Last fall's Pajama Parade wind-
ing through downtown Gaines-
ville. Every kind of costume
and sign can be seen as the
"Rats" get in the act!

Your first Friday evening at the University of Florida will feature the
annual campus wide Pep Rally followed by a dance and Talent Night. It is a
"must" for every student. This is your introduction to college social life; an
event you can't afford to miss. Here you will meet students who will be your
classmates for the next four years. These are campus wide functions, and a
large part of the entire student body turns out for these events. It goes without
saying that football fever is not restricted to freshmen and transfers alone,
thus you may find yourself rubbing elbows with seniors, and learning cheers
and songs from those around you.
The huge Student Body Rally is first on the schedule at 8:00 p.m. in the
Florida Gymnasium. Here is your opportunity to see and hear the Fightin'
Gator Band, the Cheerleaders, and the Gator Pep Club in action. The cheer-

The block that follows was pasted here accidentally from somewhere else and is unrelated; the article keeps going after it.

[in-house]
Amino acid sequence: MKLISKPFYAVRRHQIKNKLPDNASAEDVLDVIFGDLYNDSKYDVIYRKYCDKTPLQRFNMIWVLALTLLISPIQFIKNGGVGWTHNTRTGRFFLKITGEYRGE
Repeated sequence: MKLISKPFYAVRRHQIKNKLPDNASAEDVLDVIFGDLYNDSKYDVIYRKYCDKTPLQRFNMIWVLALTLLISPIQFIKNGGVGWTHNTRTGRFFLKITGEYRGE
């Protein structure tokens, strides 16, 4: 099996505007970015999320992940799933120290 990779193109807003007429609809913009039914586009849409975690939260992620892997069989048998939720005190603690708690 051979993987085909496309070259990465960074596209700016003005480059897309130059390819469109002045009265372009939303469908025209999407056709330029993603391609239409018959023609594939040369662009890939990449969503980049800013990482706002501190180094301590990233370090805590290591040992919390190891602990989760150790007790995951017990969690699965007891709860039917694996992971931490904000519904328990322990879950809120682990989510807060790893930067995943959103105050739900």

leaders will introduce you to the various Florida cheers and songs and go
through them a few times so that you will. be able to join in yelling them at
the first football game of the season. Mimeographed programs will contain the
traditional songs for everyone to learn. The band will accompany the group
as they go through the songs which typify a Florida football weekend. This
enjoyable and enlightening program is one of the fastest moving hours of the
entire Orientation Week.
Immediately after the rally, the second annual Talent Night and Dance will
be held in the Gym. The show was made up entirely of freshmen last year.
Introduced on the show, many new students were able to get jobs using their
talent. Students interested should write Dr. Robert Bolles, Music Division,